By FATHER RICKY V. ORDOÑEZ
One of the greatest blessings of being the Vocations Director is the opportunity to travel the length and breadth of our Diocese of Tucson. Presentations to schools and parish groups are made and Masses celebrated in many parishes. While we all share the same Catholic faith and tradition, each parish is unique and the spirit of its parishioners varied.
However, I have found that if there is one common call for all of us it is the fact that vocations is our business!
The Vocations Director is one person – based in Tucson – who tries to connect with those who have a calling to the priesthood. Early on, I realized that it will be physically impossible to go into each and every parish hoping to meet these young men. I know that I will have to depend on “leads” given by parents, priests, youth leaders, school principals and teachers. In the corporate world, they would be referred to as the “frontliners” in identifying possible vocations. This is the reason why promoting vocations has been called a “shared responsibility” and that it makes it “our business.”
People have asked me why we don’t seem to have much interest in priestly vocations among the young. If this is the perception, perhaps it would be because priesthood has not always been included in the options presented by family, society and culture.
I used to teach at a parish elementary school and would hear my students talk about wanting to be a doctor, engineer, architect, NBA player, baseball player or be a professional football player. When asked why they thought of it, they would answer that they have always known it to be a “cool” profession because it is what their parents perceive to be so – and they almost always go by what their parents think! It makes me wonder how many parents out there encourage their children to consider priesthood as an option. Hmmmm. I thought so!
But, God calls! Yes, the Lord calls on many – “Many are called, but few are chosen…” (Matthew 22:14) – few respond and fewer still remain. So many of “the called” may be thinking about it but when confronted with familial, societal and cultural expectations about a financially rewarding career, priesthood is conveniently set aside to be “dealt with” sometime in the future. Yet the call remains, always hovering around like an undaunted spirit pleading to be recognized by an unsettled heart.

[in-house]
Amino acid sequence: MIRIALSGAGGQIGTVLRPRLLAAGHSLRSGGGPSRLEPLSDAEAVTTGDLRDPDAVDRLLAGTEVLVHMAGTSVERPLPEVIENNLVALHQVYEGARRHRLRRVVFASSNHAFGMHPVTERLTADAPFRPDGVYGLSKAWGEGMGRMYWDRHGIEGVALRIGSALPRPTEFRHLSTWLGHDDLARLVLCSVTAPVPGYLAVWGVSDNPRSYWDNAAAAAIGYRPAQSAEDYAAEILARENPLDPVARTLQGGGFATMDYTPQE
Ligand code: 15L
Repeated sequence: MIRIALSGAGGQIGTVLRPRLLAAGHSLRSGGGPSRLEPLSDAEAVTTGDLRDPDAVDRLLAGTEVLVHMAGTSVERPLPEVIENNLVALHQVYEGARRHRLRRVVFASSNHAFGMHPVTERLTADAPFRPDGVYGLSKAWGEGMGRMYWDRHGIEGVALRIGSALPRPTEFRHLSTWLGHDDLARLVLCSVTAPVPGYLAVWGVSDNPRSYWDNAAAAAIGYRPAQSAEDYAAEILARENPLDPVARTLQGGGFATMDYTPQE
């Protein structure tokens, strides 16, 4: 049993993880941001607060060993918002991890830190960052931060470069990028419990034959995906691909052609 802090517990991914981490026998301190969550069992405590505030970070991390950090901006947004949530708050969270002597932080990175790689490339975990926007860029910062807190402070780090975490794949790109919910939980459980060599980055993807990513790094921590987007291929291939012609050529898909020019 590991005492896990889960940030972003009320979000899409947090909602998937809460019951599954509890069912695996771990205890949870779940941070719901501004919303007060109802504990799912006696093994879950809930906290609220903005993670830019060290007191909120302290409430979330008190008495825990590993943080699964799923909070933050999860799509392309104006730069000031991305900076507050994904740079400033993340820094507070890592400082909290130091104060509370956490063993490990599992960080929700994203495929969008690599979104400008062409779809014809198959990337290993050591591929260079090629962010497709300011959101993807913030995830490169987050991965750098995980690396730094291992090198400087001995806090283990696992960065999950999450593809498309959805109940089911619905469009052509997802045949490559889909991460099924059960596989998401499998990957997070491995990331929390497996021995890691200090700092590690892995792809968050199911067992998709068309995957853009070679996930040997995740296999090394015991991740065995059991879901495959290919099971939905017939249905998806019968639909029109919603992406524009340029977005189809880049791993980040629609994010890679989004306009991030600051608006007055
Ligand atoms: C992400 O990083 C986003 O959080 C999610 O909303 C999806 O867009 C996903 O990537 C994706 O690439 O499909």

A discernment of one’s life journey may be a personal one, however, outside pressures play a great role in the final choice. Should one go with what the family wants? Can afford? What would be the financial compensation? It is surprising to know what considerations are included in the choice of a career path. What complicates a vocation to the priesthood is that it is not just that – a career! It is a vocation – God’s invitation to give glory to HIM in the service of HIS people. This gives it an entirely different twist. Priests live not for themselves but to serve God and His people.
Many have asked me: “Father, how can we help?” My standard answer: “In many ways!”
First, let us begin to change the present demands of family, culture and society by encouraging those young men whom we see have the call to priesthood. It is not so difficult if we simply open our eyes and our hearts to the Holy Spirit. Priesthood is, indeed, a good option for your sons to take.
Second, let us assist them in finding their true vocations by having discernment groups in our parishes to deal with the question, “Where is God leading me to serve?”
Third, some may be called to assist in many different ways – a financial contributor, a fund raiser, a prayer warrior and in many other venues. Perhaps it is not well known that it costs more than $30,000 a year to send a young man to the seminary. To source out these funds is a great concern, not only for the Vocations Office but for the entire diocese.
The question remains: “Do we have vocations to the priesthood?” My answer: “Oh, yes!” We just need to find them, encourage them and assist them in finding the path to it. But, let us remember that the Vocations Director cannot do it alone. I depend on the assistance of my brother priests, the religious, youth leaders, school principals, teachers, and all those whose eyes and hearts the Holy Spirit has opened to assist the vocations efforts.
This makes it all – “our business.”